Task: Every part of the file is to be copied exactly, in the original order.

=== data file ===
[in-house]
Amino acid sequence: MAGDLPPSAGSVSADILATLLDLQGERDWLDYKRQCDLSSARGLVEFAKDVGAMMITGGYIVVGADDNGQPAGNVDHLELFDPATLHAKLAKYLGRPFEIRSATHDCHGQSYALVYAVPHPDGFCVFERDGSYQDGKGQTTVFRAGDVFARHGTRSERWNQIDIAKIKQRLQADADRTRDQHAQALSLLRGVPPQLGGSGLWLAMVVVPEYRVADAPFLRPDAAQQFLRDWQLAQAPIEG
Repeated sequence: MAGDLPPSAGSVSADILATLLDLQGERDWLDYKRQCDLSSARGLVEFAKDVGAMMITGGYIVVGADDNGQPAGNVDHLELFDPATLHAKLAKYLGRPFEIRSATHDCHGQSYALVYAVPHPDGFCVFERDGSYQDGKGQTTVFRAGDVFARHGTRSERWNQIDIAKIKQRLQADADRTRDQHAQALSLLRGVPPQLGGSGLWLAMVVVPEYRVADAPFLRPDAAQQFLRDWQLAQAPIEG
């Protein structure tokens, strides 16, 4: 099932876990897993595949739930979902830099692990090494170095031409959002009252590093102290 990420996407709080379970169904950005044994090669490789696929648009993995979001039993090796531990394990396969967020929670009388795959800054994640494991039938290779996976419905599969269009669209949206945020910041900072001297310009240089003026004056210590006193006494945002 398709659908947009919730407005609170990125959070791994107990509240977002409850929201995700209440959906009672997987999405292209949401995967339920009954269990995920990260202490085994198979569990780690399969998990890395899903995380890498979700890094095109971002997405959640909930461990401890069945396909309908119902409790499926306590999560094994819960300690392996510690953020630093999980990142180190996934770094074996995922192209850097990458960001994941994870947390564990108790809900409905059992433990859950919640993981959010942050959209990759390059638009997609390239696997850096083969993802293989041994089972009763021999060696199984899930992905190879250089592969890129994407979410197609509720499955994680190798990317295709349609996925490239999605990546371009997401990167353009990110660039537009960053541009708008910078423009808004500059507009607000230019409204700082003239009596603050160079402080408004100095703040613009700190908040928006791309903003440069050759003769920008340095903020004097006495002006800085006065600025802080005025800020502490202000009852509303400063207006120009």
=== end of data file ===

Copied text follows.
[in-house]
Amino acid sequence: MAGDLPPSAGSVSADILATLLDLQGERDWLDYKRQCDLSSARGLVEFAKDVGAMMITGGYIVVGADDNGQPAGNVDHLELFDPATLHAKLAKYLGRPFEIRSATHDCHGQSYALVYAVPHPDGFCVFERDGSYQDGKGQTTVFRAGDVFARHGTRSERWNQIDIAKIKQRLQADADRTRDQHAQALSLLRGVPPQLGGSGLWLAMVVVPEYRVADAPFLRPDAAQQFLRDWQLAQAPIEG
Repeated sequence: MAGDLPPSAGSVSADILATLLDLQGERDWLDYKRQCDLSSARGLVEFAKDVGAMMITGGYIVVGADDNGQPAGNVDHLELFDPATLHAKLAKYLGRPFEIRSATHDCHGQSYALVYAVPHPDGFCVFERDGSYQDGKGQTTVFRAGDVFARHGTRSERWNQIDIAKIKQRLQADADRTRDQHAQALSLLRGVPPQLGGSGLWLAMVVVPEYRVADAPFLRPDAAQQFLRDWQLAQAPIEG
């Protein structure tokens, strides 16, 4: 099932876990897993595949739930979902830099692990090494170095031409959002009252590093102290 990420996407709080379970169904950005044994090669490789696929648009993995979001039993090796531990394990396969967020929670009388795959800054994640494991039938290779996976419905599969269009669209949206945020910041900072001297310009240089003026004056210590006193006494945002 398709659908947009919730407005609170990125959070791994107990509240977002409850929201995700209440959906009672997987999405292209949401995967339920009954269990995920990260202490085994198979569990780690399969998990890395899903995380890498979700890094095109971002997405959640909930461990401890069945396909309908119902409790499926306590999560094994819960300690392996510690953020630093999980990142180190996934770094074996995922192209850097990458960001994941994870947390564990108790809900409905059992433990859950919640993981959010942050959209990759390059638009997609390239696997850096083969993802293989041994089972009763021999060696199984899930992905190879250089592969890129994407979410197609509720499955994680190798990317295709349609996925490239999605990546371009997401990167353009990110660039537009960053541009708008910078423009808004500059507009607000230019409204700082003239009596603050160079402080408004100095703040613009700190908040928006791309903003440069050759003769920008340095903020004097006495002006800085006065600025802080005025800020502490202000009852509303400063207006120009």